Mon, Nov 25, 2013 - Page 15 News List

Boeing sends out warning of engine icing risk on planes

AIRCRAFT CHANGED:Japan Airlines said it will not use Dreamliners on its flights from Tokyo to Delhi, Tokyo to Singapore and Tokyo to Sydney

Reuters, SEATTLE and TOKYO

Boeing advised airlines on Friday about a risk of engine icing problems on its new 747-8 and 787 Dreamliner planes with engines made by General Electric, urging 15 carriers to avoid flying them near high-altitude thunderstorms.

The warning led Japan Airlines (JAL) to pull Boeing 787 Dreamliners from two international routes. Other affected airlines include Lufthansa, United Airlines — an arm of United Continental Holdings — and Cathay Pacific Airlines.

“Boeing and JAL share a commitment to the safety of passengers and crews on board our airplanes. We respect JAL’s decision to suspend some 787 service on specific routes,” a Boeing spokesman said.

The move followed six incidents from April to this month involving five 747-8s and one 787 when aircraft powered by General Electric’s GEnx engines suffered temporary loss of thrust while flying at high altitude.

The problem was caused by a buildup of ice crystals, initially just behind the front fan, and the ice then ran through the engine, a General Electric spokesman said, adding that all of the aircraft landed at their destinations safely.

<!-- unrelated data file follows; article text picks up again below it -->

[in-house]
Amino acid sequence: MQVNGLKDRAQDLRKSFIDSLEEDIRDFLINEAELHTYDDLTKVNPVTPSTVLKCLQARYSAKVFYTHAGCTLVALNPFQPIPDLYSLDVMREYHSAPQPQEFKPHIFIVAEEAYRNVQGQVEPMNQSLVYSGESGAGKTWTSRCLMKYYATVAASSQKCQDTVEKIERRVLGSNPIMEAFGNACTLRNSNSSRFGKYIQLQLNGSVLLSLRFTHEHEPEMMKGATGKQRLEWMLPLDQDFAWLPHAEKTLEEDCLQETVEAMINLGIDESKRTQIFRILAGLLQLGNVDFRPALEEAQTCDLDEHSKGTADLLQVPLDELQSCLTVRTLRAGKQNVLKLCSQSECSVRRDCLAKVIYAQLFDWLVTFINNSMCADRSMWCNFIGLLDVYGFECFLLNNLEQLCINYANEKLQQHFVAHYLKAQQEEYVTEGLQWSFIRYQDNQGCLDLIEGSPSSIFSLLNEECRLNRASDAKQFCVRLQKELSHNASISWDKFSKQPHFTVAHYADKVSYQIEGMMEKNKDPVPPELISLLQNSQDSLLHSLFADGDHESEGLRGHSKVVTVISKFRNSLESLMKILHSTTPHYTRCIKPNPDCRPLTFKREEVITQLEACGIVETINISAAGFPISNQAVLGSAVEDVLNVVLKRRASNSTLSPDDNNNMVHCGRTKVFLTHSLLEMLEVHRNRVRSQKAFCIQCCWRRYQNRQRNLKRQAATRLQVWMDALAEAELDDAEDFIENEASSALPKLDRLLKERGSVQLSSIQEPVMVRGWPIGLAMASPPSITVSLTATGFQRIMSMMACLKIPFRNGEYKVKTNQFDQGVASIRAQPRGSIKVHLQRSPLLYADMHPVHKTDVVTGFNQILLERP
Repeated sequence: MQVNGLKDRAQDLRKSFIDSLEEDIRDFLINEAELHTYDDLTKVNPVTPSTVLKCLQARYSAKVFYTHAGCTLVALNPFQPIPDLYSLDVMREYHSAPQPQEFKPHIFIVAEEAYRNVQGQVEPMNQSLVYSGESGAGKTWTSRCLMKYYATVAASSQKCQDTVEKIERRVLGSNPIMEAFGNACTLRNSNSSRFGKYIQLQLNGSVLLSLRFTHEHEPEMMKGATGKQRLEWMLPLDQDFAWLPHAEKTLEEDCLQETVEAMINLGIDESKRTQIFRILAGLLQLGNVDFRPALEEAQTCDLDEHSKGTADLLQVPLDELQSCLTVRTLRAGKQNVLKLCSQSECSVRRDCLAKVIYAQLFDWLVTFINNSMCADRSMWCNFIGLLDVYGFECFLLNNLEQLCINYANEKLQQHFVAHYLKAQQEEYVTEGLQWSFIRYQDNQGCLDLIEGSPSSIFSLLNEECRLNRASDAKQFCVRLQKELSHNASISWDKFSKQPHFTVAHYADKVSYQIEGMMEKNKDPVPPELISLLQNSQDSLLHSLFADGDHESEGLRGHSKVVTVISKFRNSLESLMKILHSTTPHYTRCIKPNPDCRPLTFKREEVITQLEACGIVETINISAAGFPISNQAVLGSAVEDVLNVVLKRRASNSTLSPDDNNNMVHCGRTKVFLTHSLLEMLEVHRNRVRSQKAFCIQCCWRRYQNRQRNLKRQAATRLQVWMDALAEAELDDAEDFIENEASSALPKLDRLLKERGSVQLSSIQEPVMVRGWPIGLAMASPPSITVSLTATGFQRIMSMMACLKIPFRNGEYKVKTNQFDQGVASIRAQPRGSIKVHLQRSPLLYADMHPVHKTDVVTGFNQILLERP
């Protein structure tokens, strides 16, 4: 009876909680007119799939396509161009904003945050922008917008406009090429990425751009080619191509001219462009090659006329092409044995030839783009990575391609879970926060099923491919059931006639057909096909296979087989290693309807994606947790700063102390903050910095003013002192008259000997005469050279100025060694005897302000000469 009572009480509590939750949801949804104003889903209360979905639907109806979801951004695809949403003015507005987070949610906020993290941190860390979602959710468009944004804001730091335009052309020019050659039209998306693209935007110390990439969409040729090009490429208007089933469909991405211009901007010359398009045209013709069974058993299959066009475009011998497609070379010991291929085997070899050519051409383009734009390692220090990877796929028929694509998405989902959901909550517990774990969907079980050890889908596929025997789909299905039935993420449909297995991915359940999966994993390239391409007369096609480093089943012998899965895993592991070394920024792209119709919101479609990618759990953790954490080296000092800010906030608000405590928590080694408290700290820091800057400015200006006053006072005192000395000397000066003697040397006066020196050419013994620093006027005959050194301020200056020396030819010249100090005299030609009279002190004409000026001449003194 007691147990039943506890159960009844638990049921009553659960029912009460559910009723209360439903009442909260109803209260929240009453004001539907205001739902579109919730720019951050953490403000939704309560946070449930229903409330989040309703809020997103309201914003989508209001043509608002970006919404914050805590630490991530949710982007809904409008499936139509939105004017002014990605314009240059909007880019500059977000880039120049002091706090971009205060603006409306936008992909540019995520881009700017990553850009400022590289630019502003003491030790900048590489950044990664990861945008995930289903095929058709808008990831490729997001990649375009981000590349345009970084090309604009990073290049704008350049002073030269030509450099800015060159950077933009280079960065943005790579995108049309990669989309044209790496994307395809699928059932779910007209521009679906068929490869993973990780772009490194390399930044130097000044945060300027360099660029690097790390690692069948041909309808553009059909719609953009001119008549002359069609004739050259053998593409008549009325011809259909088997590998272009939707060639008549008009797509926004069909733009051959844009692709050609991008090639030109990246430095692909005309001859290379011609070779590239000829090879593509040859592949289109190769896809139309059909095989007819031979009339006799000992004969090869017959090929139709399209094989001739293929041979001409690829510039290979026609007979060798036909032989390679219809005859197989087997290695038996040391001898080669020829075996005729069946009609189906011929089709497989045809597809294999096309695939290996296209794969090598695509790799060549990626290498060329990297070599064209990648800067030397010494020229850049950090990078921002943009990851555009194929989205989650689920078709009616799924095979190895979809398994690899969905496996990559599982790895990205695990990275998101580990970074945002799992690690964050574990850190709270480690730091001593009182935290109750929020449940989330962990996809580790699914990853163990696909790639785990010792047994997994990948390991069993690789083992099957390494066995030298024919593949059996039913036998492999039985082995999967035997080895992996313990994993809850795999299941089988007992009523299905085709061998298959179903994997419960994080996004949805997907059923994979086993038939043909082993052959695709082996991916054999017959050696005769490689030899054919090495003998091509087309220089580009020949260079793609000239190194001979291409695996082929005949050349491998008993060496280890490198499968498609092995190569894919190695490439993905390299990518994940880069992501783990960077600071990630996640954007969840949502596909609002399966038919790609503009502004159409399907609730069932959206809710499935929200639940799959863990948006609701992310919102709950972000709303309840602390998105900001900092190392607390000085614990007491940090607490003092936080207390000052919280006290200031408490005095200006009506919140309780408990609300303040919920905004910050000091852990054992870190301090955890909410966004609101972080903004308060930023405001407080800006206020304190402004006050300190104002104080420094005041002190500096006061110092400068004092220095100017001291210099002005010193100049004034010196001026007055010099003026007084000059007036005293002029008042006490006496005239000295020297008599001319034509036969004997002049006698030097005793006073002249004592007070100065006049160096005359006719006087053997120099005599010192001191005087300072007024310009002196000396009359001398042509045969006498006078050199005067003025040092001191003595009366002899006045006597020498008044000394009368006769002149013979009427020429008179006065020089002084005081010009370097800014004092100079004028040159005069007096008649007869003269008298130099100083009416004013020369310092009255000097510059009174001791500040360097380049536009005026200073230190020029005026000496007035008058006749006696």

Boeing on Friday issued a notice prohibiting the affected aircraft from flying at high attitude within 50 nautical miles of thunderstorms that may contain ice crystals.

Japan Airlines said on Saturday it will replace Dreamliners on its Tokyo to Delhi and Tokyo to Singapore flights with other types of aircraft while also dropping a plan to use 787s for its Tokyo to Sydney route from next month.

JAL will continue to fly 787s for other international routes, which are unlikely to be affected by cumulonimbus clouds for the time being, a company spokesman said.

“The aviation industry is experiencing a growing number of ice-crystal icing encounters in recent years as the population of large commercial airliners has grown, particularly in tropical regions of the world,” the General Electric spokesman said.

General Electric and Boeing are working on software modifications to the engine control system, which they hope will eliminate the problem, he added.

The 787 can be powered by either GEnx engines or rival Trent 1000 engines made by Rolls-Royce PLC, while the 747-8 is powered exclusively by the General Electric engine model.

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